Urology pearls

Intermittent fasting for weight loss weighed

Shahar Madjar, MD, Journal columnist

I have written here on several occasions about intermittent fasting for weight loss.

But it seems that there is always more to say about diets in general and intermittent fasting in particular.

In a study published in the prestigious New England Journal of Medicine, a new question was examined: is intermittent fasting in combination with caloric restriction better than caloric restriction alone.

Here are a few words about each of these diets:

Caloric restriction has been the recommended diet for the treatment of obesity. The idea is simple: consume fewer calories than you spend and weight loss will follow. Unfortunately, implementing the idea isn’t as simple. It requires focus and determination. It calls for some degree of obsessiveness. Calories need to be counted, portions to be controlled. Caloric restriction diets are therefore difficult to sustain over time.

Time restriction of food consumption (also known as intermittent fasting) seems easier. No more calorie accounting, or portion control. Instead, limit the number of hours in which food is consumed. A popular regimen is the 7-11 regimen in which dieters are encouraged to fast between 7 PM and 11 AM on the following day. Like in the case of caloric restriction, the idea here is also clear: restricting the number of hours in which food is consumed would invariably lead to a reduction in caloric intake, and, potentially (this hasn’t been proved beyond reasonable doubt) will jump-start the body into a new phase of higher metabolic activity and faster weight loss.

Nearly all the studies on intermittent fasting resulted in weight loss (2.5-9.9% of body weight) and also in a decrease in fat mass. However, studies comparing intermittent fasting to caloric restriction didn’t fully support the superiority of one diet over another. One such study (79 participants) showed that both groups lost a similar amount of weight (6.8% of body weight at 6 months) and that their fat mass and fat distribution were similar.

Which brings me to this new study I alluded to at the opening of this article. The study was conducted in Guangzhou, China in collaboration with researchers from Tulane University in New Orleans. It examined the question of whether caloric restriction in combination with time restriction (intermittent fasting) is superior to caloric restriction alone.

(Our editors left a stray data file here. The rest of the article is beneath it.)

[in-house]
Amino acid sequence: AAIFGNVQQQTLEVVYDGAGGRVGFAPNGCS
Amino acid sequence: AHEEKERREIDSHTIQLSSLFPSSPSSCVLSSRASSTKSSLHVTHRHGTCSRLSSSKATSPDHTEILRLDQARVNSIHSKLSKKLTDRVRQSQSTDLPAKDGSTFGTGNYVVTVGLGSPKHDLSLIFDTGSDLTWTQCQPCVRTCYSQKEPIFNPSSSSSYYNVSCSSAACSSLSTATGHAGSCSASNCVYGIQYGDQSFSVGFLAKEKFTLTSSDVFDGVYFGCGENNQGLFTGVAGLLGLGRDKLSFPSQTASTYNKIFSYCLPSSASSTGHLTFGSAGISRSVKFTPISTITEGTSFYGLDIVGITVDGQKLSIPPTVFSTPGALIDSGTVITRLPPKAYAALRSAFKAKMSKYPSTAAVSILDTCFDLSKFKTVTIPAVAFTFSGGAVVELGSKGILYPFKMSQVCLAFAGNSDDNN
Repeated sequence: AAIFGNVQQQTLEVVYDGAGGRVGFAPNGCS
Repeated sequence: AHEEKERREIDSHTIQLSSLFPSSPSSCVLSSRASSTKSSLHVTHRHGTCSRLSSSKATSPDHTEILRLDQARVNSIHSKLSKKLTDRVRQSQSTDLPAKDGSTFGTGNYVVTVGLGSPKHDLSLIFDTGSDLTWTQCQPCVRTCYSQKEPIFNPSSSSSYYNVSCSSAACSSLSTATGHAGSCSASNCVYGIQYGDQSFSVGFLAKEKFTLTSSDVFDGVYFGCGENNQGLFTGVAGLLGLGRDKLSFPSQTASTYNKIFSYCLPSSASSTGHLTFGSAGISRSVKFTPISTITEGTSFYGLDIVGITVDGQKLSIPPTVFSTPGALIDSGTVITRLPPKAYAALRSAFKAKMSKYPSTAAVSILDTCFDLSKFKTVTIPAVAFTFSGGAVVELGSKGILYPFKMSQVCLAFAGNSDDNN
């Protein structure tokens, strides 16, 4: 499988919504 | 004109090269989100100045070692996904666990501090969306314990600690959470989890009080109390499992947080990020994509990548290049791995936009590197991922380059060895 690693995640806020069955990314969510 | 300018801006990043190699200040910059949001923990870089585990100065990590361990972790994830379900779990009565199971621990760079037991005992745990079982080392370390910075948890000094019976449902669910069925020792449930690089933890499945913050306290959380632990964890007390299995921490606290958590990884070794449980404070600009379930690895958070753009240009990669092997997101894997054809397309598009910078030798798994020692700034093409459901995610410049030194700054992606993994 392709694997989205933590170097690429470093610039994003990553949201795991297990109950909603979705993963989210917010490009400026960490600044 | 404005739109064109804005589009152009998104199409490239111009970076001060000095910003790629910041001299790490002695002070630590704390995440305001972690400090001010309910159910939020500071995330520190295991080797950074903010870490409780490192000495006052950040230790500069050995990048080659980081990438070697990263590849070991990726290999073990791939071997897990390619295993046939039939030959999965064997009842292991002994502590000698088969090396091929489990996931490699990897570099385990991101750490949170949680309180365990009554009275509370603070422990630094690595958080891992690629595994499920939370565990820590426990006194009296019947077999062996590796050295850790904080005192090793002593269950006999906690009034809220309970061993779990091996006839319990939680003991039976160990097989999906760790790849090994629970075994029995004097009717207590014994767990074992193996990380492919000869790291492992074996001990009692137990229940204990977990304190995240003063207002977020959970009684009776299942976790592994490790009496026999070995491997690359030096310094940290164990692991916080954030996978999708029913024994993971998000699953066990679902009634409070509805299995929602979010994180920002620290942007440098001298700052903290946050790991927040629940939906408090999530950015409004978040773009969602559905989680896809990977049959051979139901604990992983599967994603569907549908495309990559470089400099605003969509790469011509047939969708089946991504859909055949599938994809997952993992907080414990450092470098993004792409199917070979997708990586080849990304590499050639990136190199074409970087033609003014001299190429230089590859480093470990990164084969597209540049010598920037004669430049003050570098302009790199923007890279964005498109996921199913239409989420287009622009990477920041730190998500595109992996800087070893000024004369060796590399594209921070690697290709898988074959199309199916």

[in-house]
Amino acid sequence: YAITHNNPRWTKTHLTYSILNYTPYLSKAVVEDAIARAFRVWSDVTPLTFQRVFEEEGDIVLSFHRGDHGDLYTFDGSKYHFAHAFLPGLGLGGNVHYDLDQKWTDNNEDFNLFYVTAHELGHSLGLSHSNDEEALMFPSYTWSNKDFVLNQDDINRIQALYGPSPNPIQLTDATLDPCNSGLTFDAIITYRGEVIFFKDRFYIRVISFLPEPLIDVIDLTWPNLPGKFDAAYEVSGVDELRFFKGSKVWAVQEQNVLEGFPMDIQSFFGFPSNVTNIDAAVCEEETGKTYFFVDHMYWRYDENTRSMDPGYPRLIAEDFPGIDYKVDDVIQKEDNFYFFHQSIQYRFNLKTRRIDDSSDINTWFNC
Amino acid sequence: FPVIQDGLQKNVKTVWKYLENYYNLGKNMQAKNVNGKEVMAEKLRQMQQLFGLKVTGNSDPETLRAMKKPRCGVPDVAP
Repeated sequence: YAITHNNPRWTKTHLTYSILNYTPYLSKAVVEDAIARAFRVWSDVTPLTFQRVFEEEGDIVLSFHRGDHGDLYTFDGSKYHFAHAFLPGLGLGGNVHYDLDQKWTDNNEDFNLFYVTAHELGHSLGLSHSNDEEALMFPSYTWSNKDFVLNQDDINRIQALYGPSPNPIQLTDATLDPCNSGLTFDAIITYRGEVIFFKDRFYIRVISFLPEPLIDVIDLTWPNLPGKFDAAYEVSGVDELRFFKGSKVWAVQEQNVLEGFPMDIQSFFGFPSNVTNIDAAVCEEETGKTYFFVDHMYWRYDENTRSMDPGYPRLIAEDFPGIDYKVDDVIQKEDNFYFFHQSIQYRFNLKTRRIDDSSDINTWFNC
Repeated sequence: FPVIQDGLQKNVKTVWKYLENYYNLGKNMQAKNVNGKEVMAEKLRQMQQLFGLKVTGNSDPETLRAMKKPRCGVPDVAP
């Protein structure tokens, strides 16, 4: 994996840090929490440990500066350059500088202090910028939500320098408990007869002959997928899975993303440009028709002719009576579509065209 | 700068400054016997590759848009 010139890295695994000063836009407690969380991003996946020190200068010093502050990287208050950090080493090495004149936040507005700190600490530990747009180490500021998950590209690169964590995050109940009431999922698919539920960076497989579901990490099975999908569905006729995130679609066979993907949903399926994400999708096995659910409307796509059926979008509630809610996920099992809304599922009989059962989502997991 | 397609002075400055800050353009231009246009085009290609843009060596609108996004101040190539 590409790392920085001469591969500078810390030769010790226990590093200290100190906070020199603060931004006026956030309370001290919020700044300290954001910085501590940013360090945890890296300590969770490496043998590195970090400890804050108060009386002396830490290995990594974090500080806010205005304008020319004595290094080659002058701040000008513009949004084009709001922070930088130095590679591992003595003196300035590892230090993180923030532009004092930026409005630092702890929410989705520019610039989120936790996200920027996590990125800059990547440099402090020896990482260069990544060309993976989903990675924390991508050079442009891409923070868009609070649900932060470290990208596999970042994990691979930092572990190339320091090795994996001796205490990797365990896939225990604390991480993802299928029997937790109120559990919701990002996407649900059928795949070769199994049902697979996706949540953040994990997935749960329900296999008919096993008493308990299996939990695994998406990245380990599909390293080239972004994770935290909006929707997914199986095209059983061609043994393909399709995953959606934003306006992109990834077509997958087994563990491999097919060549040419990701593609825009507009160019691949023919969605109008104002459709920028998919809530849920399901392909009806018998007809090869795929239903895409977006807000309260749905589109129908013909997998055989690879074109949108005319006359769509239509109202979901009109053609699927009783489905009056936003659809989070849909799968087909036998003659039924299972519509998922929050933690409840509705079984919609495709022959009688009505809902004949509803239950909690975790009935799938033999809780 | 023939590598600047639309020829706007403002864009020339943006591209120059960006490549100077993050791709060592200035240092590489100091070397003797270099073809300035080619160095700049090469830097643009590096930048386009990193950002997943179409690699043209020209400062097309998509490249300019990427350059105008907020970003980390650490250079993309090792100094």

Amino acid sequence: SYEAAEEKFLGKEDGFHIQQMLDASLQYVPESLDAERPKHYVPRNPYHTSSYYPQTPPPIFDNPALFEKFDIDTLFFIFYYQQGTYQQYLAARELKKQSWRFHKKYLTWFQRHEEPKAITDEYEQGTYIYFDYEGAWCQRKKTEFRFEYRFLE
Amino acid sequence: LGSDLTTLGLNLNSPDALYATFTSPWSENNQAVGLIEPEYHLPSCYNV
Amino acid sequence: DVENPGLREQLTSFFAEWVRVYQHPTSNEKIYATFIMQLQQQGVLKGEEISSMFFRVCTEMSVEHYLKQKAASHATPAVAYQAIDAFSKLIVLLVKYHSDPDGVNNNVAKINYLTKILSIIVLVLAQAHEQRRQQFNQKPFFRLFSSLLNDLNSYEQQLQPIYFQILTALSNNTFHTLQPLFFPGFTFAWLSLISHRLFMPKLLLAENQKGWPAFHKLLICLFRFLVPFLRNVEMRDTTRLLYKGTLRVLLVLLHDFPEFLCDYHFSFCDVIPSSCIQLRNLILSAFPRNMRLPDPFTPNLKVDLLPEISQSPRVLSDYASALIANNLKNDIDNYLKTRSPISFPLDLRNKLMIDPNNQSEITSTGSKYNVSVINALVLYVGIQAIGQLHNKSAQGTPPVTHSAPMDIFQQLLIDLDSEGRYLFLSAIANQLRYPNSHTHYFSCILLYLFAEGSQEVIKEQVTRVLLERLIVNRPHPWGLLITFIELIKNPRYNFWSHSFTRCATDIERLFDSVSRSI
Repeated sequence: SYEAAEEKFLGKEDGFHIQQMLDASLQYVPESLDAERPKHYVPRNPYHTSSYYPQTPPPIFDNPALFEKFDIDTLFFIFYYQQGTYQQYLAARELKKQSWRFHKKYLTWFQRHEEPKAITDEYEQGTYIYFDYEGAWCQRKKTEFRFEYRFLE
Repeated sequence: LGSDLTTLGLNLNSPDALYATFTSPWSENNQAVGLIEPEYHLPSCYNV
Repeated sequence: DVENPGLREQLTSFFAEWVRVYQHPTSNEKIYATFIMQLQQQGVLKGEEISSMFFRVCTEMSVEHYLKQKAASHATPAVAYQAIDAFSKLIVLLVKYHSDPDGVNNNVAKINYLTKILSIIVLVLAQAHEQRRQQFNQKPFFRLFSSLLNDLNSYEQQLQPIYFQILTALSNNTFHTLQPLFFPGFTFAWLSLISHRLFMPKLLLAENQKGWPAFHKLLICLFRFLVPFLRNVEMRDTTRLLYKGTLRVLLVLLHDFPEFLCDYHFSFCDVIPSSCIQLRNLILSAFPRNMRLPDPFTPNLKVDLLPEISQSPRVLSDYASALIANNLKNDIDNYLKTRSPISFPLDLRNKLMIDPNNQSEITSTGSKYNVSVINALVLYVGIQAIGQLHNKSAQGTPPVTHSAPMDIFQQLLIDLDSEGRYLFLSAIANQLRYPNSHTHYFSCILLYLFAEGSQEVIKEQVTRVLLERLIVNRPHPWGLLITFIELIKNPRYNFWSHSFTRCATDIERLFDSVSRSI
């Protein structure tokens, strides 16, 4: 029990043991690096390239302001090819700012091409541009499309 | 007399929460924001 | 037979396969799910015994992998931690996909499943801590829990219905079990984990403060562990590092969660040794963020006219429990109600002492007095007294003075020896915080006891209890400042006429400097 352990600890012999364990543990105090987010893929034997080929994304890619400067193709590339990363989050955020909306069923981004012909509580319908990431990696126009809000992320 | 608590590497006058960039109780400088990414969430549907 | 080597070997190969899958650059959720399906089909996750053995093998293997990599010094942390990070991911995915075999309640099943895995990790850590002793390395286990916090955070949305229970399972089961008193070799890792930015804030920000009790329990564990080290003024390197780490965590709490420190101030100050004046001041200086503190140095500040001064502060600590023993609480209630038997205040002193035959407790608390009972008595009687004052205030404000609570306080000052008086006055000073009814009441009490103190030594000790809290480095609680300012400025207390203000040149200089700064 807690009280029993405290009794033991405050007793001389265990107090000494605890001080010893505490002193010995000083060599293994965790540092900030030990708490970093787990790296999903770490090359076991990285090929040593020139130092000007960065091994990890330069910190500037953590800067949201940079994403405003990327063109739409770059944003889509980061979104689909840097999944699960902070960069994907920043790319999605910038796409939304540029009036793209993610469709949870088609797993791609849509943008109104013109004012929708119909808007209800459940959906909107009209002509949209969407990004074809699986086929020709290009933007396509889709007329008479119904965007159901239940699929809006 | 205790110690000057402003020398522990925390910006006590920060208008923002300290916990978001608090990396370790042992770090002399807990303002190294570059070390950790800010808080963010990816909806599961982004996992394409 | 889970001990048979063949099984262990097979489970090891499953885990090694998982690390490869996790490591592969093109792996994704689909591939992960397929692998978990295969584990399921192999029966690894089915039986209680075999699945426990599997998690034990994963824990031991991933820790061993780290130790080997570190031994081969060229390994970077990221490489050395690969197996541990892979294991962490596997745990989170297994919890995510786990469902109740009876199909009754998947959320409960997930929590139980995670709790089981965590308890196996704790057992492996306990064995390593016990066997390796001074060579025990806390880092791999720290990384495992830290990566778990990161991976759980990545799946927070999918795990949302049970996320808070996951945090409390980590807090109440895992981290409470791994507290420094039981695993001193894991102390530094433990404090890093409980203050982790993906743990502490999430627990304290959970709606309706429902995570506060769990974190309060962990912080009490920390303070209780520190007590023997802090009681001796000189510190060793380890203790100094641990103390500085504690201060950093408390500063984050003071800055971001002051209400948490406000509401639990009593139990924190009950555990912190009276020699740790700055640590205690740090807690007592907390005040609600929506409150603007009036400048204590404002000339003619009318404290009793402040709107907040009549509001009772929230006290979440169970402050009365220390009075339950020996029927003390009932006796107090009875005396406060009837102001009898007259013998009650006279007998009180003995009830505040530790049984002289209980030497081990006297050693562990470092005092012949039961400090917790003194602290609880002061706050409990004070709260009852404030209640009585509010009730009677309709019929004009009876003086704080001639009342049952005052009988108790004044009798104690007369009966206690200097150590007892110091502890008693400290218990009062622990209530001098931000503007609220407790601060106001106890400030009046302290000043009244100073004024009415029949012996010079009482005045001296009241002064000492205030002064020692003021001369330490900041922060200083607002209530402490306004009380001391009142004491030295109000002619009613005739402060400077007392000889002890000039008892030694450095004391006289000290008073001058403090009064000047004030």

The researchers randomly divided the 139 participants into two groups. Both groups received dietary counseling including instruction booklets and sample menus. Both groups were instructed to write a daily dietary log and to take photographs of the food they consumed.

All the participants met with a health coach every two weeks and attended health education sessions monthly. Participants in both groups were instructed to limit their caloric intake (1,500-1,800 calories a day for men and 1,200-1,500 calories a day for women).

There was one important difference, though, between the groups: participants in one group were instructed to stick with caloric restriction alone while the other group was advised to stick to the same caloric restriction regimen and to also limit their caloric intake to an 8-hour period a day, from 8 AM to 4 PM.

Despite the intense, rigorous regimen, most participants (about 85%) adhered to their respective regimens during the 12-month study period. Both groups lost a significant amount of weight (8 kg in the time and caloric restriction, and 6.3 kg in the caloric restriction group). From a statistical standpoint, this difference wasn’t significant. Similarly, there was no statistical difference between the groups in terms of their waist circumferences, BMI, body fat, body lean mass, blood pressure, serum glucose levels, and metabolic risk factors for cardiovascular disease.

As I was reading the article, I wondered why the researchers chose to limit themselves to these two groups (caloric restriction diet vs. caloric and time-restricted diet). I felt that including a third group in which participants would be assigned to time restriction diet (without caloric restriction) would have allowed the research to compare three different regimens: caloric restriction, time restriction, and combined calorie and time restriction).

As designed, the study reinforces what we have already known and adds some important, new information. We already know that sticking to a diet, whether time-restricted or calorie-restricted, would lead to significant weight loss. Based on this new study, we now know that adding time restriction to caloric restriction is not significantly better than caloric restriction alone. The study also suggests that most of the weight loss in time-restricted diets may be attributed, simply, to reduced caloric intake.

EDITOR’S NOTE: Shahar Madjar, MD, MBA, is a urologist and an author. He practices at Schoolcraft County Memorial Hospital in Manistique, and at Baraga County Memorial Hospital in L’Anse. Find his books on Amazon. Contact him at smadjar@yahoo.com.


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